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Roche Q3 Pharma Revenues Decline 6 Percent Due to Lower Sales of COVID-19 Treatments


NEW YORK – Roche on Tuesday reported that its pharmaceutical business continued to perform well with help from several precision oncology drugs, despite declines in revenues from COVID-19 treatment.

For the three months ended Sept. 30, the company said overall revenues for the Roche Group declined 6 percent to CHF 14.74 billion ($14.80 billion) from CHF 15.97 billion in Q3 2021. Over the same period, revenues in the pharmaceutical division dipped 6 percent to CHF 10.84 billion compared to CHF 11.71 billion, and revenues in the diagnostics division decreased 4 percent to CHF 3.90 billion compared to CHF 4.26 billion.

"Just to put it into perspective, in pharma alone, we lost CHF 900 million versus last year just in the quarter due to Ronapreve and Actemra," two drugs for treating COVID-19, said Roche CEO Severin Schwan during a call to discuss the company's financials. "On the diagnostics side, to a lesser extent, we've seen declining sales minus CHF 400 million versus the previous year."

The company has also taken a CHF 1.5 billion hit to the sales of Herceptin (trastuzumab) and several other drugs from the entry of biosimilars, but the company's therapeutic pipeline is diversifying quickly, and these legacy drugs comprise a much smaller part of the pharmaceutical division, Schwan assured.

In the oncology therapy franchise overall, sales were down 1 percent over the nine months of 2022, William Anderson, CEO of Roche Pharmaceuticals, said during the call. In the company's HER2 therapy segment, Perjeta (pertuzumab) contributed CHF 1.03 billion in sales in Q3 2022, a 5 percent increase compared to CHF 1.01 billion in Q3 2021; revenues for Kadcyla (trastuzumab emtansine) grew 6 percent to CHF 516 million from CHF 501 million; and sales of Phesgo (pertuzumab/trastuzumab/hyaluronidase) grew 76 percent to CHF 201 million from CHF 117 million. Due to biosimilar competition, revenues of the company's first-generation HER2-targeted drug Herceptin declined 23 percent year over year to CHF 493 million in Q3 2022 from CHF 665 million in the year-ago period.

In the lung cancer segment, Alecensa (alectinib), a treatment for ALK-positive metastatic non-small cell lung cancer, contributed CHF 382 million in Q3 2022, an 11 percent increase from CHF 357 million in Q3 2021. This drug has become a leading treatment for this type of cancer in many major markets, Schwann highlighted.

Tecentriq (atezolizumab), a checkpoint inhibitor marketed for NSCLC and other tumor types, recorded revenues of CHF 934 million in Q3 2022, a 9 percent increase from CHF 878 million in Q3 2021. Next year, Roche is expecting readouts from several studies involving Tecentriq, including trials looking at single-agent adjuvant use of the immunotherapy in hepatocellular and head and neck cancer, as well as a trial in the neoadjuvant/adjuvant setting in triple-negative breast cancer.

In August, Roche said that IMscin001, a study evaluating a subcutaneous formulation of Tecentriq in advanced NSCLC patients, met its co-primary endpoints. The new formulation allows patients to receive Tecentriq via injection under the skin in "a matter of minutes," according to Roche, compared to the hour it takes for patients to receive the infusion.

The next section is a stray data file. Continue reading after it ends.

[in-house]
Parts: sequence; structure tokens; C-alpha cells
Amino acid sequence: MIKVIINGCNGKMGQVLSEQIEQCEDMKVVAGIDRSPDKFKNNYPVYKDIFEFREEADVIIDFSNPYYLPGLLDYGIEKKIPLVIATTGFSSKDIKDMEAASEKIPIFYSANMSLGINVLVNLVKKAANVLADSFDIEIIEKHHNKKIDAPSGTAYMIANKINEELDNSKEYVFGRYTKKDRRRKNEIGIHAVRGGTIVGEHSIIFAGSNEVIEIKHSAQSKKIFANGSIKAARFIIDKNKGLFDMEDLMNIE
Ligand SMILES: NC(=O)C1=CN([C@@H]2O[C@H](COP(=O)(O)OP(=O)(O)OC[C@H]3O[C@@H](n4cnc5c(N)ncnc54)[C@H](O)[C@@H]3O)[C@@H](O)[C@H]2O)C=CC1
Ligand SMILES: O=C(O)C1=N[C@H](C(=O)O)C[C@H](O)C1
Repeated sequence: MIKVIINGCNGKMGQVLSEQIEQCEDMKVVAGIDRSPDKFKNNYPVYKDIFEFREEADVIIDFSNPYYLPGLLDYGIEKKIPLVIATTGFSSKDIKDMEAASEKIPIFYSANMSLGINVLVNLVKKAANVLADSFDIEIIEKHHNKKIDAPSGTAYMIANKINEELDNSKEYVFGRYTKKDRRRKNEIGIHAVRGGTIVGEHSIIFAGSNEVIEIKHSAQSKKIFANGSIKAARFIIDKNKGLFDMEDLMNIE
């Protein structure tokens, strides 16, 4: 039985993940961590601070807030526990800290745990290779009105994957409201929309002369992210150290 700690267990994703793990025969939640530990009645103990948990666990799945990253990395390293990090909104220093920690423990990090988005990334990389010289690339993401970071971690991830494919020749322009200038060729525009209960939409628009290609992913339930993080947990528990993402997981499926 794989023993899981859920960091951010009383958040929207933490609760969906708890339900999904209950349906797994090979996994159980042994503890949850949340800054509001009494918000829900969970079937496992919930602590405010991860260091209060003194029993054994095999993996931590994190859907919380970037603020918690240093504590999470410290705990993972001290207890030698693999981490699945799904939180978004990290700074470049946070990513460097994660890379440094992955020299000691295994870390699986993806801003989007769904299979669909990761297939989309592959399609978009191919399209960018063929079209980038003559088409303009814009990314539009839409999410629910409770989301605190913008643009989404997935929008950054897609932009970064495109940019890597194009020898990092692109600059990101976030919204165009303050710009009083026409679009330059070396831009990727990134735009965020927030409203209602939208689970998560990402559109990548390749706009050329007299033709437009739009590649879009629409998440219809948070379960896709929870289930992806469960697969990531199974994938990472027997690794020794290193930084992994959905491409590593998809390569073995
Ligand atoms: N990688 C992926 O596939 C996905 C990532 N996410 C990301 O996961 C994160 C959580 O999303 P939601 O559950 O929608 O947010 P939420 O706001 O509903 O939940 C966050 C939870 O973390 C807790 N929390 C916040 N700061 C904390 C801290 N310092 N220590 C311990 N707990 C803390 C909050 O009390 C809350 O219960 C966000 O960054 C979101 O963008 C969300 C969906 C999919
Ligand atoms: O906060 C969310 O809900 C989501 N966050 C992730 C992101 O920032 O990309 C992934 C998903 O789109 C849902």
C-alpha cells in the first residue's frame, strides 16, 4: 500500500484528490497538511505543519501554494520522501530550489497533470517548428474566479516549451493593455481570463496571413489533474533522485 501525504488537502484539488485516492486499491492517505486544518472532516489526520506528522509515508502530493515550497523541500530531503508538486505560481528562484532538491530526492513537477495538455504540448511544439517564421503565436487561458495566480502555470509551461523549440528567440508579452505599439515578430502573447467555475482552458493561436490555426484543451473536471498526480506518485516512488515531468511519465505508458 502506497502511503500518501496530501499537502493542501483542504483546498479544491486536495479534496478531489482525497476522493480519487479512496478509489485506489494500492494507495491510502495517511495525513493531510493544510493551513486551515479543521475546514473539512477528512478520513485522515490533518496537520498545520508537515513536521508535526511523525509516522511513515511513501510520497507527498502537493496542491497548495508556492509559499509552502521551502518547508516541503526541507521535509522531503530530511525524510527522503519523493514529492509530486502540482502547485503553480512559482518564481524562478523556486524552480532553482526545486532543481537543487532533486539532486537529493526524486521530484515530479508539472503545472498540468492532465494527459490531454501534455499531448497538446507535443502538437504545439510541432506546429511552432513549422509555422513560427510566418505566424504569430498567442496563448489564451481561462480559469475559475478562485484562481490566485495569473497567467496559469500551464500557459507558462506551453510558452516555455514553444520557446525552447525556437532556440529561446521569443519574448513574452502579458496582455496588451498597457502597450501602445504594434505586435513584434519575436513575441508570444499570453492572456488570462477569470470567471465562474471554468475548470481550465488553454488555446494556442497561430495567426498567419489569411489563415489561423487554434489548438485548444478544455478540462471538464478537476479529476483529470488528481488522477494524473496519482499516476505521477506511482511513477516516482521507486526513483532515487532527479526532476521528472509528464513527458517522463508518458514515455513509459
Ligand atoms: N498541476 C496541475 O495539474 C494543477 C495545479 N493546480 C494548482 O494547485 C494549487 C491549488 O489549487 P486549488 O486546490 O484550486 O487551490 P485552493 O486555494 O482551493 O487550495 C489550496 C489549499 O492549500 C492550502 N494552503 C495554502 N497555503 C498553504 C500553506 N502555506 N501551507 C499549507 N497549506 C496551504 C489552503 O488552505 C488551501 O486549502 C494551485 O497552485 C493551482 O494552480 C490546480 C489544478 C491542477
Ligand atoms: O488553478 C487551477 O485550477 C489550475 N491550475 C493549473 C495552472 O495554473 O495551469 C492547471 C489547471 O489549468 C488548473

Anderson noted during the call that Roche has designed this NSCLC study to show pharmacokinetic results and comparability to the IV version. Another study, looking at patients' preferences for either formulation, has also shown that patients would rather get the subcutaneous version than the IV, Anderson added. Roche will present this evidence to regulators in Q1 2023 and is expecting that the data will support the launch of the subcutaneous Tecentriq formulation not just in NSCLC but across the other tumor types for which the immunotherapy is marketed, Anderson said.

The Swiss drugmaker has high hopes for this new Tecentriq formulation based on the rapid uptake of Phesgo, the subcutaneous, fixed-dose version of Herceptin plus Perjeta, in countries with limited capacity to administer infusion drugs. According to Anderson, Phesgo now has an annual run rate of CHF 900 million, and 30 percent of customers have converted from the IV versions of the combination treatments to the subcutaneous version.

"Phesgo is going to continue to be a very important medicine for many years to come," Anderson said. He further highlighted that the firm has initiated the heredERA trial of Phesgo plus the selective estrogen receptor degrader giredestrant in first-line triple-positive metastatic breast cancer.

With regard to giredestrant, Anderson said the early data support development of this drug in estrogen receptor-positive breast cancer patients. In the acelERA trial, even though giredestrant failed to demonstrate a progression-free survival benefit against physician's choice of endocrine monotherapy in the overall ER-positive HER2-negative metastatic breast cancer patient population, there was more pronounced benefit with the SERD in patients with ESR1 mutations.

Then, in the coopERA trial, looking at giredestrant as a neoadjuvant treatment for ER-positive HER2-negative breast cancer, Ki67 has shown to be a biomarker of proliferation linked to improve long-term efficacy. The biomarker data from these two trials provide "strong signals" for the future development of giredestrant, Anderson said.

The company reaffirmed its 2022 full-year financial outlook and said it is expecting stable sales or sales growth in the low-single-digit range.